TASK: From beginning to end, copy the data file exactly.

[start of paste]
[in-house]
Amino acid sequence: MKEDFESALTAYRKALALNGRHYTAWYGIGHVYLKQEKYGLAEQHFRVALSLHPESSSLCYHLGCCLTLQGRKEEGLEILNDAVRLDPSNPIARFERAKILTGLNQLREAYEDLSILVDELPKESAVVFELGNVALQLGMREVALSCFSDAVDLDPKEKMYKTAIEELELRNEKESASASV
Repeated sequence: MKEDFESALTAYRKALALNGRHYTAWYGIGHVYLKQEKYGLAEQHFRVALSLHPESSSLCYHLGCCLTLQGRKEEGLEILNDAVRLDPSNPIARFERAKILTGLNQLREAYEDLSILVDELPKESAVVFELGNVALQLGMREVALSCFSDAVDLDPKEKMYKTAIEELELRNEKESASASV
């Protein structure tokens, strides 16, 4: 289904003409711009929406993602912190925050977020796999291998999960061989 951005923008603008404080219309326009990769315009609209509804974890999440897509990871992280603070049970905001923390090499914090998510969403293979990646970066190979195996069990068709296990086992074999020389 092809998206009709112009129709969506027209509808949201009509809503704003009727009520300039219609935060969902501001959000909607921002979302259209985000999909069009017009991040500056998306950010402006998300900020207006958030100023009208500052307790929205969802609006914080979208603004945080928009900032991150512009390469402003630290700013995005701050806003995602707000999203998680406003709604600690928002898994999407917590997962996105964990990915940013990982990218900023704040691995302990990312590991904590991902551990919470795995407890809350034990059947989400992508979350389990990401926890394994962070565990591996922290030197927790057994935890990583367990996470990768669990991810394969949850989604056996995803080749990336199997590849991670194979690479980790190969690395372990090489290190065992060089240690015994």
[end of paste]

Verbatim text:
[in-house]
Amino acid sequence: MKEDFESALTAYRKALALNGRHYTAWYGIGHVYLKQEKYGLAEQHFRVALSLHPESSSLCYHLGCCLTLQGRKEEGLEILNDAVRLDPSNPIARFERAKILTGLNQLREAYEDLSILVDELPKESAVVFELGNVALQLGMREVALSCFSDAVDLDPKEKMYKTAIEELELRNEKESASASV
Repeated sequence: MKEDFESALTAYRKALALNGRHYTAWYGIGHVYLKQEKYGLAEQHFRVALSLHPESSSLCYHLGCCLTLQGRKEEGLEILNDAVRLDPSNPIARFERAKILTGLNQLREAYEDLSILVDELPKESAVVFELGNVALQLGMREVALSCFSDAVDLDPKEKMYKTAIEELELRNEKESASASV
């Protein structure tokens, strides 16, 4: 289904003409711009929406993602912190925050977020796999291998999960061989 951005923008603008404080219309326009990769315009609209509804974890999440897509990871992280603070049970905001923390090499914090998510969403293979990646970066190979195996069990068709296990086992074999020389 092809998206009709112009129709969506027209509808949201009509809503704003009727009520300039219609935060969902501001959000909607921002979302259209985000999909069009017009991040500056998306950010402006998300900020207006958030100023009208500052307790929205969802609006914080979208603004945080928009900032991150512009390469402003630290700013995005701050806003995602707000999203998680406003709604600690928002898994999407917590997962996105964990990915940013990982990218900023704040691995302990990312590991904590991902551990919470795995407890809350034990059947989400992508979350389990990401926890394994962070565990591996922290030197927790057994935890990583367990996470990768669990991810394969949850989604056996995803080749990336199997590849991670194979690479980790190969690395372990090489290190065992060089240690015994």